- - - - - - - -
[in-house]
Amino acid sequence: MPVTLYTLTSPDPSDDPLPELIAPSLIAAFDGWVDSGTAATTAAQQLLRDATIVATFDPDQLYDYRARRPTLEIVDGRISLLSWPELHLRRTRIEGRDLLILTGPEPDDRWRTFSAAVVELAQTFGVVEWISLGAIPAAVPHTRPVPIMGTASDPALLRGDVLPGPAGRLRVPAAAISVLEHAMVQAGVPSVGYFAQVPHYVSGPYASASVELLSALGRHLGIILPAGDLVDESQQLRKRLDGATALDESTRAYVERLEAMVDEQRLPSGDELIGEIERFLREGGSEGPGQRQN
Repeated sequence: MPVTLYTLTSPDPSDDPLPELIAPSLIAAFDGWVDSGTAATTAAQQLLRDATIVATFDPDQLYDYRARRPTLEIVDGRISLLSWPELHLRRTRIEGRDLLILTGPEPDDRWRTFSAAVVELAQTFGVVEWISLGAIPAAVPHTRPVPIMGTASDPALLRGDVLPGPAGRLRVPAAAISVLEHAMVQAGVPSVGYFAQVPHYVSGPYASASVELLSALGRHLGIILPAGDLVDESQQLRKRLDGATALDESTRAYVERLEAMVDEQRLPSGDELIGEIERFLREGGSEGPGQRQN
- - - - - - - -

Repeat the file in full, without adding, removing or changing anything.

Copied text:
[in-house]
Amino acid sequence: MPVTLYTLTSPDPSDDPLPELIAPSLIAAFDGWVDSGTAATTAAQQLLRDATIVATFDPDQLYDYRARRPTLEIVDGRISLLSWPELHLRRTRIEGRDLLILTGPEPDDRWRTFSAAVVELAQTFGVVEWISLGAIPAAVPHTRPVPIMGTASDPALLRGDVLPGPAGRLRVPAAAISVLEHAMVQAGVPSVGYFAQVPHYVSGPYASASVELLSALGRHLGIILPAGDLVDESQQLRKRLDGATALDESTRAYVERLEAMVDEQRLPSGDELIGEIERFLREGGSEGPGQRQN
Repeated sequence: MPVTLYTLTSPDPSDDPLPELIAPSLIAAFDGWVDSGTAATTAAQQLLRDATIVATFDPDQLYDYRARRPTLEIVDGRISLLSWPELHLRRTRIEGRDLLILTGPEPDDRWRTFSAAVVELAQTFGVVEWISLGAIPAAVPHTRPVPIMGTASDPALLRGDVLPGPAGRLRVPAAAISVLEHAMVQAGVPSVGYFAQVPHYVSGPYASASVELLSALGRHLGIILPAGDLVDESQQLRKRLDGATALDESTRAYVERLEAMVDEQRLPSGDELIGEIERFLREGGSEGPGQRQN